Someone Hit the Reset Button

June 1, 2009
Consolidations could signal the beginning of major changes in supply chain execution.

The other day, I needed toothpaste but was running late for an appointment. This will be quick, I thought, since those helpful signs in the store will point me to the right aisle. When I got there, I realized there really was a toothpaste aisle — a whole aisle.

I had to stop and think. Do I want whitening, extreme whitening, tartar control, mint or extreme mint? Frustrated and pressed for time, I just grabbed a tube at random.

Apparently, I'm not alone in my frustration. As psychology professor Barry Schwartz pointed out in his 2004 book, The Paradox of Choice, too many SKUs make us nervous.

This is old news for material handling professionals, who have just learned to live with it. For years, they've been trying to tame out-of-control SKU proliferation. Product development creates concepts material handling executes, but details like manufacturing and distribution are often overlooked. I've heard stories about DC managers first learning about a new SKU when it arrives at the dock!

Too late, companies learn that an idea that was supposed to bring competitive advantage is actually eating away at the business from the inside. Think inventory stockpiles, high obsolescence, production changeover costs, more challenging handling and packaging requirements and so on — all of which are just accepted as necessarily evils.

Well, recent trends suggest we may see changes in that longstanding tradition.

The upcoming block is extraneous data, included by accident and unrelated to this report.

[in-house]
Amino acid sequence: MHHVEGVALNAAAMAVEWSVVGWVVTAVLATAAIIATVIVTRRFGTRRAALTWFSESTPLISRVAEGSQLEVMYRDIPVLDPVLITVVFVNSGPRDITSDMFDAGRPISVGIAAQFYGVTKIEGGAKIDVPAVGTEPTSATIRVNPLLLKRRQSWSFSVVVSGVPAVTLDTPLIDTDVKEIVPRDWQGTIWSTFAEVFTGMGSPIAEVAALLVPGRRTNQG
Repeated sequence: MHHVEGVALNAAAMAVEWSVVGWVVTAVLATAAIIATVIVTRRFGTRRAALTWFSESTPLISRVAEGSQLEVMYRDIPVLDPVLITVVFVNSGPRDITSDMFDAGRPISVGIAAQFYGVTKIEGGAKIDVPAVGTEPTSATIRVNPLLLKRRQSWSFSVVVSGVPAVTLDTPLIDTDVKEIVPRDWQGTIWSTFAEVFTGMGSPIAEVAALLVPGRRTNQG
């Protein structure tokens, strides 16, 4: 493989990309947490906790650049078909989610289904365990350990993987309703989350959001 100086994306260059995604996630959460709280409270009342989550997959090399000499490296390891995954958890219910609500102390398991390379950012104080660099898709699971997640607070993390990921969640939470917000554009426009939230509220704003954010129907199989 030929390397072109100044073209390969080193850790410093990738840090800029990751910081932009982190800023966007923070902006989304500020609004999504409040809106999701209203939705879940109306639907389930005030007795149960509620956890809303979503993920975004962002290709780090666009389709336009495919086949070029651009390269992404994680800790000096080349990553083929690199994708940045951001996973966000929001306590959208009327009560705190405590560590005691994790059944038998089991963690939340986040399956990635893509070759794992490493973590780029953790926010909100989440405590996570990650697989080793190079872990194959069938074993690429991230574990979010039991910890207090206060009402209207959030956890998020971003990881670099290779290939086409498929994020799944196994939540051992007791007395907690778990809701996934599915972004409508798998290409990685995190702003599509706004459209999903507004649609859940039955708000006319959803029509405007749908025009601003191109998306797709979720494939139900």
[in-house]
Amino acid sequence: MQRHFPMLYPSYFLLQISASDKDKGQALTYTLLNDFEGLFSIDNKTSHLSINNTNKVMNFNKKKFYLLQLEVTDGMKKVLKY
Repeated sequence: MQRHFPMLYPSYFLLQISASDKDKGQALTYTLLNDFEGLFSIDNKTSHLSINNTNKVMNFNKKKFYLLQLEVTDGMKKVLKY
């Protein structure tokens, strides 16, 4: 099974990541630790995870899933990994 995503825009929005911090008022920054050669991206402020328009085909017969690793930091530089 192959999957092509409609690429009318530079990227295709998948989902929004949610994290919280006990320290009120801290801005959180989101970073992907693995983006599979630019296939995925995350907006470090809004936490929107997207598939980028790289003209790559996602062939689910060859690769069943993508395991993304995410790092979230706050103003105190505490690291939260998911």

“Consolidation” is the buzz word of the day, and we've seen it played out lately in the material handling equipment business — namely Intelligrated's acquisition of FKI Logistex in the Americas. Days later, two large rack suppliers, Boston Rack and Base Manufacturing, merged to form Elite Storage Solutions.

These notable deals mirror what's happening in other industries as rivals join operations, brands and specialties. In oil, there's Suncor's takeover of Petro-Canada; in pharma, Merck's acquisition of Schering-Plough and Pfizer's purchase of Wyeth; in technology, Oracle's acquisition of Sun Microsystems.

While in good times, acquisitions help companies venture into new markets, in a recession, they help fortify internal operations. The stronger player is able to cut costs, reduce waste and reconsider product portfolios, and the weaker of the two can leverage those efficiencies. Economists say these “strategic” mergers and acquisitions provide an opportunity to phase out less profitable lines and strengthen core brands.

For material handling professionals, a narrowing of product mix may lead to a slowdown in SKU proliferation, which might make inventory more manageable.

On the other hand, tried-and-true strategies like postponement and regional distribution may have to be reexamined in light of new circumstances.

For consumers like me who feel overwhelmed by too many choices, fewer brands might be a good thing.

Looking back, I now see even more pertinence in a conversation I had recently with John Nofsinger, CEO of MHIA. I asked for his thoughts about the economic downturn, and he acknowledged the trauma of the times. But he also said the chaos represents a “natural resetting of our capital economy.”

Consider the reset button pushed.